Insurance workers employed by the Life Insurance Corporation in India stepped-up their campaign this week against government plans to privatise their industry. A protest was held outside the corporation's divisional headquarters in the northeastern city of Patna.
The protest followed comments by the country's finance minister, Yashwant Sinha, at a recent meeting in Washington. The minister publicly promised that if the government was returned to power it would privatise the insurance industry and open it up to oversees investors. A union spokesman said the move would result in mass layoffs.
Sharp victimises workers
Management at the Sharp-Japan plant in the Philippines has begun a campaign of harassment against 94 workers who played a prominent part in a recent 23-day strike over the dismissal of 57 workers and an agreement to protect permanent jobs.
The workforce returned to work on September 16 after management agreed to reemploy the sacked workers while their cases are reviewed. The 94 workers are being confined to a “training room” to be lectured by company officials on “work values" and are not allowed to move anywhere in the plant unless accompanied by security guards. Other workers complain that the factory is like a military camp because of the company thugs and guards on patrol.
The company has hired 200 new contract workers in breach of an agreement it earlier made with the union. A union spokesman said the company “is clearly preparing to terminate a large number of permanent workers".
Australia and New Zealand
Students rally to support striking academics
Students from the Victoria University in Wellington, New Zealand, joined over 700 striking academic staff to stage a mass protest rally on campus this week. The academics struck for 12 hours on Thursday over the refusal of the university's Vice Chancellor to enter into serious negotiations for a new employment contract and a pay claim. Academic staff are seeking a yearly salary increase of $2,000.
Student representatives read out a message signed by more than 2,000 students pledging total support for the academics. The rally overwhelmingly endorsed a motion of no confidence in the Vice Chancellor and his entire senior management team.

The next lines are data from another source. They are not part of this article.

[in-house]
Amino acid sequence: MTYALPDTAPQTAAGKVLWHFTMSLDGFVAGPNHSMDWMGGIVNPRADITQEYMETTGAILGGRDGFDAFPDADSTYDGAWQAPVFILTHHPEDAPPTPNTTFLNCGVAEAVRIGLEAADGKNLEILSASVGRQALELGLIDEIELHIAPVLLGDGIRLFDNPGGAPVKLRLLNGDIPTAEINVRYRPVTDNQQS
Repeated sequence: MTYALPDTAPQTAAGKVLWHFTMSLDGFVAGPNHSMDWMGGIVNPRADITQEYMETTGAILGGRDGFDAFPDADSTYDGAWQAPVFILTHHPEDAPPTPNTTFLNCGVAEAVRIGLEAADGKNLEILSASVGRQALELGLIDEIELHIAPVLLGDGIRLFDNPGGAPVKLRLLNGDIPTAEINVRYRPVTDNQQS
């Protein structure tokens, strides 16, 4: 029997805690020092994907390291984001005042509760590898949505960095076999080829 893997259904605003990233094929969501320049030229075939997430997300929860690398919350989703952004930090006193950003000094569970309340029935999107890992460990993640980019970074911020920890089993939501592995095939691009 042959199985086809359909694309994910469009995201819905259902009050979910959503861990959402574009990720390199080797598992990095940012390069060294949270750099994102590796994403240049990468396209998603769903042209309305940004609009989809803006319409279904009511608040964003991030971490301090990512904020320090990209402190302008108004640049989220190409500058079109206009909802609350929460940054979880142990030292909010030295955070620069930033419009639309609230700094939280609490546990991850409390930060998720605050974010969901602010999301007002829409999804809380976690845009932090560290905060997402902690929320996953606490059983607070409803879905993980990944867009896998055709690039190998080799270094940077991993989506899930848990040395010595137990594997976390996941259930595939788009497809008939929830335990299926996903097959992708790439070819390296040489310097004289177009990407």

The academics have threatened further strike action on Monday if the administration continues to refuse to address the issues.
Police break-up bus drivers' pickets
Police have been called in to remove Stagecoach bus drivers who are picketing terminals in Auckland. About one-third of the company's 900 strong workforce refused to sign a new employment contract and staged a lightning 24-hour strike on Tuesday, disrupting services across the city.
Many of the drivers failed to report for work the next day and began picketing terminals. Police have not arrested anyone so far but have continually broken up pickets and forced protestors to move on.
Meanwhile, Stagecoach bus drivers in Wellington called a stoppage to attend meetings to discuss their new contract.
Transfield workers remain on strike
A dispute that has brought construction work to a standstill on the eastern gas pipeline in the Shoalhaven region, south of Sydney, is set to continue. More than 300 construction workers walked off the job earlier this week, after negotiations with construction company Transfield over a log of claims broke down.
The workers are seeking a $10-a-day pay increase, annual leave calculated on actual hours worked and improved working conditions. A spokesman for the Australian Manufacturing Workers Union said the striking workers had met and rejected a $3-a-day increase.